|699: Byfield Parish Church, Georgetown, Massachusetts, USA|
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Mystery Worshipper: Prayer Book Salesman.
The church: Byfield Parish Church, Georgetown, Massachusetts, USA.
The building: The church building, dedicated in 1988, was built in the traditional New England Congregational style to replace a much smaller church edifice which still stands two doors down the street and is now a private residence. It is a brick building, in a cruciform layout, with three floors of meeting rooms, classrooms, offices, and of course the worship center. The worship center is painted a bright white, with colonial-style furniture and pews. Large brass chandeliers hang above the seating area, which can accommodate about 200 people.
The church: Byfield Parish Church was the first "independent" Congregational Church in America, founded in 1702. The church stands in what is now the separate town of Georgetown, though in the 18th century this area was the Byfield Parish of the larger town of Newbury.
The neighbourhood: The church is surrounded by several cemeteries, some ancient, some modern, in a very remote and wooded section of Georgetown.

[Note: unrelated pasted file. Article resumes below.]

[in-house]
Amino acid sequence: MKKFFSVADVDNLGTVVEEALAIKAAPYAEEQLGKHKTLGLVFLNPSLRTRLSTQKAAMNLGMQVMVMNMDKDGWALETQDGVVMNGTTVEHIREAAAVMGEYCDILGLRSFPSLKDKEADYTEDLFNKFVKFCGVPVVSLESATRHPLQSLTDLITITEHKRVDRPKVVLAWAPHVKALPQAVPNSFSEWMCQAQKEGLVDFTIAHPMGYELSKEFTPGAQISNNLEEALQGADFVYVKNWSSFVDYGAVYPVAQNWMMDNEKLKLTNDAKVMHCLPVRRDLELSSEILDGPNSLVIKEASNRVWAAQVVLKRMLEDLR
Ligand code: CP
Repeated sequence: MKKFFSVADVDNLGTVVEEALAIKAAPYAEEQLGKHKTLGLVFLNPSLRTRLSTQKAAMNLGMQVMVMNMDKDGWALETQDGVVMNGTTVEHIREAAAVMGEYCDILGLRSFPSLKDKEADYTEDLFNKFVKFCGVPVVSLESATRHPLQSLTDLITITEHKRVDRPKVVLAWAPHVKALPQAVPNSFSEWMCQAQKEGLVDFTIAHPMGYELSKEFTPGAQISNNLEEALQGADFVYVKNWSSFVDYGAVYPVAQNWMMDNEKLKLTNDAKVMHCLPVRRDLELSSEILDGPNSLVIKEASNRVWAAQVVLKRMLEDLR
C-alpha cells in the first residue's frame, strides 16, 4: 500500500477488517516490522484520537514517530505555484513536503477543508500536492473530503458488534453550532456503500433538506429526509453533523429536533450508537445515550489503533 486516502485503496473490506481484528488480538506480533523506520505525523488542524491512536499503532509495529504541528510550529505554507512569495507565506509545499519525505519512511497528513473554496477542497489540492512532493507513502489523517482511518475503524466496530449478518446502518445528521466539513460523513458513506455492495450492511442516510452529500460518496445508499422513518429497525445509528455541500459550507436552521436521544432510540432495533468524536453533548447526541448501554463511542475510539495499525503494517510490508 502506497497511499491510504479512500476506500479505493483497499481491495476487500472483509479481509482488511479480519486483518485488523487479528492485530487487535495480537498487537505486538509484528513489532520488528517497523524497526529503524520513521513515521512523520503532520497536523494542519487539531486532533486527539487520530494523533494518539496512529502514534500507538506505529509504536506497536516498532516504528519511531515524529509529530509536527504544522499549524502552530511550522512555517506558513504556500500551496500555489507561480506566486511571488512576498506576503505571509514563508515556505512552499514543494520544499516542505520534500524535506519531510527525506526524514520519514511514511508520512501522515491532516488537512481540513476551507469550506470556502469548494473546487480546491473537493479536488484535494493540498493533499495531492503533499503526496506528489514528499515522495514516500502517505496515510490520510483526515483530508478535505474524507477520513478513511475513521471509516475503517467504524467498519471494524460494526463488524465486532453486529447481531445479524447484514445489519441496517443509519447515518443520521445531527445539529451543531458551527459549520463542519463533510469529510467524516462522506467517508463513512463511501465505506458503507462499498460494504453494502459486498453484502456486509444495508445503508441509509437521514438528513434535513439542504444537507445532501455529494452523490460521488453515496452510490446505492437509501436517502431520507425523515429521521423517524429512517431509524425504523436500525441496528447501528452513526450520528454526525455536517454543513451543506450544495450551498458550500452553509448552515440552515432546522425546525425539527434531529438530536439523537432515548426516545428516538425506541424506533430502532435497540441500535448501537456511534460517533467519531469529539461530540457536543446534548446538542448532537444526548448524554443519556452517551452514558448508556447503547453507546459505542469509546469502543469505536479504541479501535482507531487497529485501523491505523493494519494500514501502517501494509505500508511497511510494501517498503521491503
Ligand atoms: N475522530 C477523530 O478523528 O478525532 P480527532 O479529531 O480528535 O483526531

The cast: Dr William Boylan, pastor; Mr Bradford Zinnecker, associate pastor; Robert Latrop, music director; Holly Libert, organist.
What was the name of the service?
10:45 Morning Worship Service.
How full was the building?
Absolutely packed, with about 200 worshippers in attendance.
Did anyone welcome you personally?
There were several unofficial "good mornings" as I wandered in. You have to travel through a large hallway to reach the worship center, and many "nods" and "smiles" were sent in my direction.
Was your pew comfortable?
The bare wooden pews were form-fitted to the posture of the sitting human body, attesting to their construction in the mid-1980s when this church was built. White colonial-style "end-caps" were a nice decorative touch.
How would you describe the pre-service atmosphere?
I walked in about five minutes before the worship was to begin, and thought I was at a pep rally. Everyone seemed to be reacquainting themselves with those whom they had not seen in a week's time, sharing stories, laughing, and otherwise whooping it up. There was no musical prelude, which I found a bit odd.
What were the exact opening words of the service?
"Welcome, Welcome... Welcome... Let me welcome you this morning... Welcome... Let me welcome you this morning to Byfield Parish Church." (The multiple repeats were to accomodate those who were finishing up their pre-worship conversations.)
What books did the congregation use during the service?
The Holy Bible, RSV edition; "Hymns of the Living Church," a mid-1980s non-denominational hymnal.
What musical instruments were played?
Rodgers Digital Pipe Organ, Grand Piano, two guitars, bass, drums, harmonica.
Did anything distract you?